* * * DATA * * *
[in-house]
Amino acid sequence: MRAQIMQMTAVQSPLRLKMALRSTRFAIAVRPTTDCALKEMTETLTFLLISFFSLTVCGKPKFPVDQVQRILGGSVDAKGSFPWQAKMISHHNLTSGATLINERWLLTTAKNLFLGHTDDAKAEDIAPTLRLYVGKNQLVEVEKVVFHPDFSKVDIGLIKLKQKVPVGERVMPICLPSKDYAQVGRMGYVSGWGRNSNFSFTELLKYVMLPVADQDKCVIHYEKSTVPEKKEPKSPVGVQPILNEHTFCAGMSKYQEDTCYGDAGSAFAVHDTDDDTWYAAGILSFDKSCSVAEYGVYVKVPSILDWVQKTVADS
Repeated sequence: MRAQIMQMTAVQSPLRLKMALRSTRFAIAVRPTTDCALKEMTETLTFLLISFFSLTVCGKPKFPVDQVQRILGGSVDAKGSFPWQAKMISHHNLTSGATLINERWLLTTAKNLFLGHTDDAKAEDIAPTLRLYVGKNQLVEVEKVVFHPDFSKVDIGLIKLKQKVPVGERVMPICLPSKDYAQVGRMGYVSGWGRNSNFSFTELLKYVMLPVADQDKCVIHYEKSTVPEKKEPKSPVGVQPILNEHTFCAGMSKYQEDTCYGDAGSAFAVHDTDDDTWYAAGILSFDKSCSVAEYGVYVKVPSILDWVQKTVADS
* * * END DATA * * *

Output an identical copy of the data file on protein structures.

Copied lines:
[in-house]
Amino acid sequence: MRAQIMQMTAVQSPLRLKMALRSTRFAIAVRPTTDCALKEMTETLTFLLISFFSLTVCGKPKFPVDQVQRILGGSVDAKGSFPWQAKMISHHNLTSGATLINERWLLTTAKNLFLGHTDDAKAEDIAPTLRLYVGKNQLVEVEKVVFHPDFSKVDIGLIKLKQKVPVGERVMPICLPSKDYAQVGRMGYVSGWGRNSNFSFTELLKYVMLPVADQDKCVIHYEKSTVPEKKEPKSPVGVQPILNEHTFCAGMSKYQEDTCYGDAGSAFAVHDTDDDTWYAAGILSFDKSCSVAEYGVYVKVPSILDWVQKTVADS
Repeated sequence: MRAQIMQMTAVQSPLRLKMALRSTRFAIAVRPTTDCALKEMTETLTFLLISFFSLTVCGKPKFPVDQVQRILGGSVDAKGSFPWQAKMISHHNLTSGATLINERWLLTTAKNLFLGHTDDAKAEDIAPTLRLYVGKNQLVEVEKVVFHPDFSKVDIGLIKLKQKVPVGERVMPICLPSKDYAQVGRMGYVSGWGRNSNFSFTELLKYVMLPVADQDKCVIHYEKSTVPEKKEPKSPVGVQPILNEHTFCAGMSKYQEDTCYGDAGSAFAVHDTDDDTWYAAGILSFDKSCSVAEYGVYVKVPSILDWVQKTVADS